The XRD pattern of a thin plate of Ti alloy exhibited diffraction peaks, which was analogous to the hexagonal phase of Ti. Scientists also reported that the XRD pattern of TNT nanostructure, post-annealing at 450oC for 2 hours, exhibited the greater crystalline nature of the nanotube than those that were not subjected to heat treatment of Ti6AL4V thin plate.

In this study, researchers created the working electrode to specifically sense cholesterol using the anodization route (20 V for 3 hours). SEM analysis revealed a uniform and smooth configuration of TNT nanostructure, whose diameter and wall thickness was measured to be 60-70 nm and 8 -12 nm, respectively.

Researchers determined the electrochemical property of the working electrode using CV in NaOH solution and the scan rate was kept at 50 mV/s. The CV curves of the TNT electrodes revealed similar oxidation and reduction peak potentials, with and without annealing; however, the peak intensity varied. In this study, researchers stated that annealing-oriented TNT electrodes were immersed in a 0.1 M NaOH solution to detect cholesterol molecules.

The chronoamperometry calibration curve showed a linear relationship between cholesterol concentration and current. The linearity was observed up to 15 mM of cholesterol; however, adding more cholesterol to the electrochemical solution, a change in pattern. The authors reported that the fabricated electrode revealed a wide linear range up to 15 mM, with a low detection limit (0.12 lM). Additionally, the fabricated electrode showed a quick response time of 17 seconds.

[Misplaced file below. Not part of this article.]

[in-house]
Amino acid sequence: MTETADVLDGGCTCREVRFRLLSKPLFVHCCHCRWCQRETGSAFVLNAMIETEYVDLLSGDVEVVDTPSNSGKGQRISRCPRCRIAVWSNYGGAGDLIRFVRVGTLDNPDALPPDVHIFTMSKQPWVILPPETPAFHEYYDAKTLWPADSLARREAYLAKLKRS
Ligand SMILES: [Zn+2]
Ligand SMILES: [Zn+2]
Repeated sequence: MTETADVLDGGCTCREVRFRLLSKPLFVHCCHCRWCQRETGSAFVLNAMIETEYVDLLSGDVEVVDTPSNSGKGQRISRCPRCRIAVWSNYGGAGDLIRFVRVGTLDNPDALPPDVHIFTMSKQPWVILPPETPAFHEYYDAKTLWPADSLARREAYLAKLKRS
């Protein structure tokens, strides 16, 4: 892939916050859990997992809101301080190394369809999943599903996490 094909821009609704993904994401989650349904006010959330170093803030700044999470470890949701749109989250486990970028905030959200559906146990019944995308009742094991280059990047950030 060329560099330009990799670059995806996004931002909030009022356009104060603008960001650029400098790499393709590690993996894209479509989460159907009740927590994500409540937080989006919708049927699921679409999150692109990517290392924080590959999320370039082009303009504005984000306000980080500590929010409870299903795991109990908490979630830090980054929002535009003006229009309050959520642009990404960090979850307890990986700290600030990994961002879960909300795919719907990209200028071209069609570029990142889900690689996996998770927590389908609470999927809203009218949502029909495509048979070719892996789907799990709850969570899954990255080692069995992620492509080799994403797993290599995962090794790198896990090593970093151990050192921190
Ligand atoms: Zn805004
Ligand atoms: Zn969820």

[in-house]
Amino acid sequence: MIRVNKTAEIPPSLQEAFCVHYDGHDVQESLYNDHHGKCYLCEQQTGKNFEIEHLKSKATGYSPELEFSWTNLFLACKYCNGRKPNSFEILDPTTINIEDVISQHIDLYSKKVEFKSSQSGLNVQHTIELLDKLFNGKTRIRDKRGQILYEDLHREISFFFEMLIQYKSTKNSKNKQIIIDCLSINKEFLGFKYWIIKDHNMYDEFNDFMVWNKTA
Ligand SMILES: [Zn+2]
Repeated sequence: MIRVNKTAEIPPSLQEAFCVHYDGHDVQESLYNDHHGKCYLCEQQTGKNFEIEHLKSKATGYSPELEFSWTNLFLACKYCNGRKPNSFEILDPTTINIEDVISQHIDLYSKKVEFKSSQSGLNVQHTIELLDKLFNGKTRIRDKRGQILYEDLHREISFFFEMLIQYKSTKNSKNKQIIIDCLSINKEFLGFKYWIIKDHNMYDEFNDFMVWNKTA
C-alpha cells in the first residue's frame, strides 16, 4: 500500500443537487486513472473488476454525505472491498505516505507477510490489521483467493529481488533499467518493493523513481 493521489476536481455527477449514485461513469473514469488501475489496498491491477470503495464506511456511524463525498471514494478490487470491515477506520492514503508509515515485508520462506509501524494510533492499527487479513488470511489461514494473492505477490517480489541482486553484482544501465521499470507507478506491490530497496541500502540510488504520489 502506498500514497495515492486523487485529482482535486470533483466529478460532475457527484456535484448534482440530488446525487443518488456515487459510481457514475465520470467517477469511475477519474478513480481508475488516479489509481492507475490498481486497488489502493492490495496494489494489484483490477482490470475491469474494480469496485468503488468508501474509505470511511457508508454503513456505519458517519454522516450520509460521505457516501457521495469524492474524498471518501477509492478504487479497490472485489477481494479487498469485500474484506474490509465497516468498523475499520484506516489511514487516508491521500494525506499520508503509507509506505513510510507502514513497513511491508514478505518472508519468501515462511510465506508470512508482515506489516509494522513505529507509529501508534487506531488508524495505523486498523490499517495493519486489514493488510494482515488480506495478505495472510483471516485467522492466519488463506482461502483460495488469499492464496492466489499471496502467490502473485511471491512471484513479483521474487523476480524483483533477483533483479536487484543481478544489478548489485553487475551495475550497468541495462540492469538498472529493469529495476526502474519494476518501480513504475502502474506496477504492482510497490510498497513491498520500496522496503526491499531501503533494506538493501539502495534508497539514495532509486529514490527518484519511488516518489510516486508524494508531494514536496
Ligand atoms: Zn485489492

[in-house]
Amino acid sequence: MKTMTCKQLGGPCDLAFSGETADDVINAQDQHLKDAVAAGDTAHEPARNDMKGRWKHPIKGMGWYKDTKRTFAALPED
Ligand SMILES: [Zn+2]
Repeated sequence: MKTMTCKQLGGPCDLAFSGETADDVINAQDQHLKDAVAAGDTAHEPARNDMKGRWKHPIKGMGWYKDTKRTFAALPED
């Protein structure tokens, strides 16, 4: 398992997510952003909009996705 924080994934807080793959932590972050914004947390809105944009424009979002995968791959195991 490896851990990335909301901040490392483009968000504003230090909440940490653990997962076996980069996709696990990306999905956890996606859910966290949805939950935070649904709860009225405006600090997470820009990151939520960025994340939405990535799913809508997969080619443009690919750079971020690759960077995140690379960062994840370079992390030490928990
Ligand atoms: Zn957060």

Conclusion

In this study, researchers have successfully detected cholesterol using a non-enzymatic method. They created non-crystalline and crystalline TNTs on a Ti6Al4V thin plate working electrode for the detection process. The authors stated that compared to the electrode with no annealing, the electrochemical performance of the annealed TNT electrode exhibited superior sensitivity. 

The newly fabricated non-enzymatic cholesterol biosensor showed great electrochemical properties, which could aid in being used for continuous monitoring of cholesterol for healthcare applications. As the anatase phase of TiO2 nanotubes exhibited great stability and was less affected by alkaline/acidic media, it could be used for the development of point-of-care testing of total cholesterol at a low cost.

Reference

Kumar, B. et al. (2022) Fabrication of TiO2 nanotubes on Ti6Al4V thin plate for non-enzymatic cholesterol biosensor. Materials Today: Proceedings. https://doi.org/10.1016/j.matpr.2022.06.165

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Dr. Priyom Bose

Written by

Dr. Priyom Bose

Priyom holds a Ph.D. in Plant Biology and Biotechnology from the University of Madras, India. She is an active researcher and an experienced science writer. Priyom has also co-authored several original research articles that have been published in reputed peer-reviewed journals. She is also an avid reader and an amateur photographer.